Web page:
“Many states are imposing new and often onerous ‘user fees’ on individuals with criminal convictions. Yet far from being easy money, these fees impose severe—and often hidden—costs on communities, taxpayers, and indigent people convicted of crimes,” the report states. “They create new paths to prison for those unable to pay their debts and make it harder to find employment and housing as well to meet child support obligations.”
The states studied in the Brennan Center report that utilize these unconstitutional debtors’ prisons are California, Texas, Florida, New York, Georgia, Ohio, Pennsylvania, Michigan, Illinois, Arizona, North Carolina, Louisiana, Virginia, Alabama and Missouri.
The report said African-Americans face a particularly severe burden and are much more likely to be incarcerated.
Though Missouri law bars municipalities from drawing on traffic fines for more than 30 percent of their general operating budgets, municipalities regularly violate the cap.
The lawsuit alleges that while the debtors’ prison system has earned the cities millions of dollars over the past several years, “it has also devastated the City’s poor, trapping them for years in a cycle of increased fees, debts, extortion and cruel incarcerations. The families of indigent people borrow money to buy their loved ones out of jail at rates set arbitrarily by jail officials, only for them later to owe more money to the City of Ferguson from increased fees and surcharges. Thousands of people like the Plaintiffs take money from their disability checks or sacrifice money that is desperately needed by their families for food, diapers, clothing, rent, and utilities to pay ever increasing court fines, fees, costs, and surcharges. They are told by City officials that, if they do not pay, they will be thrown in jail. The cycle repeats itself, month after month, for years.”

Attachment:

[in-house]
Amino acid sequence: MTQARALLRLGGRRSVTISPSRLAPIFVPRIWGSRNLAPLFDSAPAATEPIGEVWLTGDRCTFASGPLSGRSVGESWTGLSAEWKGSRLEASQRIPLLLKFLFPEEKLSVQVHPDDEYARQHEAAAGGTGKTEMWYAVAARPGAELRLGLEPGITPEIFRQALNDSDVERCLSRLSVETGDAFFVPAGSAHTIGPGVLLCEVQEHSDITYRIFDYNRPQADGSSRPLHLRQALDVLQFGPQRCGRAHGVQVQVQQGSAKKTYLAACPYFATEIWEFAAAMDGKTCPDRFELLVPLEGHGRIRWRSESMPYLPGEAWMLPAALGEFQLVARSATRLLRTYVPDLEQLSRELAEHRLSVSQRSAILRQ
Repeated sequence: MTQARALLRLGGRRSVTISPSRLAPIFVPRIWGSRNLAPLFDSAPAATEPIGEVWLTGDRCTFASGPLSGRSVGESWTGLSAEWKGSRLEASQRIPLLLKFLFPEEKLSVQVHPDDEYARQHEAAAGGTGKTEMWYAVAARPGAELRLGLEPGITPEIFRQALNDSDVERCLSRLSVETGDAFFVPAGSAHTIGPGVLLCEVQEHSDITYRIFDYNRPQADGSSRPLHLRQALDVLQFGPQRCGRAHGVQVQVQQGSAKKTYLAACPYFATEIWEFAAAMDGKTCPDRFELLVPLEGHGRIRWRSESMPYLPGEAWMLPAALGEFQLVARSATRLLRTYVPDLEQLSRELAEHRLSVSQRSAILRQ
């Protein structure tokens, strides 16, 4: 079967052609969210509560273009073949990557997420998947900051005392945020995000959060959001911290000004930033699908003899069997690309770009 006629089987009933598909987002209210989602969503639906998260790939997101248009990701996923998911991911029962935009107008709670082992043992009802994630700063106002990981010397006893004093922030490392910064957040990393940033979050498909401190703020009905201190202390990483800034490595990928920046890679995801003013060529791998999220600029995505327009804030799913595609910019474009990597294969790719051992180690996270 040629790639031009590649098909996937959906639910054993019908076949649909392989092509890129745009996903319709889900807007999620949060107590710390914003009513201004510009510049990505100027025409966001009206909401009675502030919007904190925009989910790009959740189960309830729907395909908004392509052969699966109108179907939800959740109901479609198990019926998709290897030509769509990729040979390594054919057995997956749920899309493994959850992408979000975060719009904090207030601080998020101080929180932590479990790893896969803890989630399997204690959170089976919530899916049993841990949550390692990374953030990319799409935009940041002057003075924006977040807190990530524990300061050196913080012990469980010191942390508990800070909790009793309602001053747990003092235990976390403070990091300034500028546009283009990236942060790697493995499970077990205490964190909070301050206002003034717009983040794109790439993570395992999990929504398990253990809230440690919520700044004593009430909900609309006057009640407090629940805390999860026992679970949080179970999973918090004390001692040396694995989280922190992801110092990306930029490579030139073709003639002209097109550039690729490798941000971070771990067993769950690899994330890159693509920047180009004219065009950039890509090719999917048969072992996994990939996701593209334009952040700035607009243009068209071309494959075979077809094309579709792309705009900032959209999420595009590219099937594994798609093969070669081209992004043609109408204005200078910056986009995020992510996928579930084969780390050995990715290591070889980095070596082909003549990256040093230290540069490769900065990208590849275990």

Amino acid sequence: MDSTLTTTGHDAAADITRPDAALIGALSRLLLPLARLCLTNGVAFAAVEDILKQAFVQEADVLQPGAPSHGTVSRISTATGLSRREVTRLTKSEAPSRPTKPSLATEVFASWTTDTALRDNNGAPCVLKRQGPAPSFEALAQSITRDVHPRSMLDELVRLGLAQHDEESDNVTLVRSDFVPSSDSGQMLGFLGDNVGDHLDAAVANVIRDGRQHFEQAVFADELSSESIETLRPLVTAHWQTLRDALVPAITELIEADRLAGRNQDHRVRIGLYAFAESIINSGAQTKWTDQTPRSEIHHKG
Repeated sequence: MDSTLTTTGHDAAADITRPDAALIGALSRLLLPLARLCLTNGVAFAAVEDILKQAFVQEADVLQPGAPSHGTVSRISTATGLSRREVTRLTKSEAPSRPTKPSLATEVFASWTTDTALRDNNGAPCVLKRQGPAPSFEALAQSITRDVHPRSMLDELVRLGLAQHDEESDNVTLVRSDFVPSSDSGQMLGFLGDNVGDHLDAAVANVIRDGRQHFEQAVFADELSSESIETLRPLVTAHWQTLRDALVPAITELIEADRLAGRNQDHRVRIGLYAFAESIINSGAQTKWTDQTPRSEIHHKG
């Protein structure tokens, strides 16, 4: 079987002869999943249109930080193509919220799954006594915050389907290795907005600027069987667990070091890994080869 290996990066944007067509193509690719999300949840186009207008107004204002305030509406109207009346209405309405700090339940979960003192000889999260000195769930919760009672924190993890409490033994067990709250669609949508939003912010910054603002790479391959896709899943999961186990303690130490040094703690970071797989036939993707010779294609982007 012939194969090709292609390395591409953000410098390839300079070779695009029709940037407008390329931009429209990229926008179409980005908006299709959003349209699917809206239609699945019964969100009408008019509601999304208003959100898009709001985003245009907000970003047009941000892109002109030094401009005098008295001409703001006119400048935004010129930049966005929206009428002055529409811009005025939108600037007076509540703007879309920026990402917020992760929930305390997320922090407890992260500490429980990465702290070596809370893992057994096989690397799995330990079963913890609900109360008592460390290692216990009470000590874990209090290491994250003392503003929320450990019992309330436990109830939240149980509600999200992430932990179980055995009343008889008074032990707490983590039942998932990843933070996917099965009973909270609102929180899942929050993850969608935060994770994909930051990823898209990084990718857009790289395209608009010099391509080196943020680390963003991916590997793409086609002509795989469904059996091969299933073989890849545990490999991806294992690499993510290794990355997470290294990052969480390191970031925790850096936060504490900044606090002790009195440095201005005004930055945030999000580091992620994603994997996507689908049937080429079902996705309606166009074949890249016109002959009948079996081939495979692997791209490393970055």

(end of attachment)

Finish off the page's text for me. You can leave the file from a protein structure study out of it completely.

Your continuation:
The suit tells the egregious tale of plaintiff Keilee Fant, a 37-year-old single mother who works as a certified nurse’s assistant and has been trying to support her family by doing similar work on and off for nearly 20 years. In the past two decades, the City of Ferguson has jailed Ms. Fant more than a dozen times for her inability to make monetary payments on old traffic tickets, even arresting her in October 2013 while she was taking her children to school.
In that case, she was told by Jennings jail staff that she would not be released unless she paid $300. When she informed jail staff she could not afford it, she was let out for three days—and began a “Kafkaesque” journey through the jail systems of St. Louis County, “a lawless and labyrinthine scheme of dungeon-like municipal facilities and perpetual debt.”
Fant wound up being jailed in no less than a dozen towns in the county over the course of weeks, with each town requiring payment for release—only to be swooped up, once she was released, by the next town where she owed fines.
“Demoralized and weary of being transferred from jail to jail, Ms. Fant asked jail staff if they would accept $1,000, which she thought her family could raise from friends and relatives,” the suit says. “The jail officer told her that he wanted to call the Chief of Police to ask if that amount was sufficient. The Chief of Police approved her release if her family could bring $1,000 to the Ferguson pay window, but jail staff told her that she had to get the cash that night or the deal would be off. Her family came to Ferguson and bought her release from the Ferguson jail. She was released from the Ferguson jail immediately after her family paid $1,000. When she was released from the Ferguson jail, she was told by jail staff that she should not go to court and that she did not have any future court dates. Instead, she was told to make cash payments at the Ferguson Police Department. She was told that she would be jailed again if she did not make payments.”
The suit says she was fired from several jobs during these ordeals and had to feed her children using food stamps.
“Similar experiences happened to Ms. Fant more than a dozen times in the past two decades, including one occasion in which she was held in jail by the City of Ferguson for nearly 50 days without a toothbrush, toothpaste, soap, shower, or change of clothes for unpaid traffic tickets because she could not afford to buy her release,” the suit alleges. “During that time, Ms. Fant missed her father’s funeral. On that occasion, the City of Ferguson attempted to bargain with Ms. Fant’s family to get them to pay several thousand dollars to secure her release.”
Fant, a plaintiff in both lawsuit, told the New York Times, “I was bouncing from place to place, and all I could think was: ‘Wait, I’m in here for traffic. I haven’t killed anybody.'”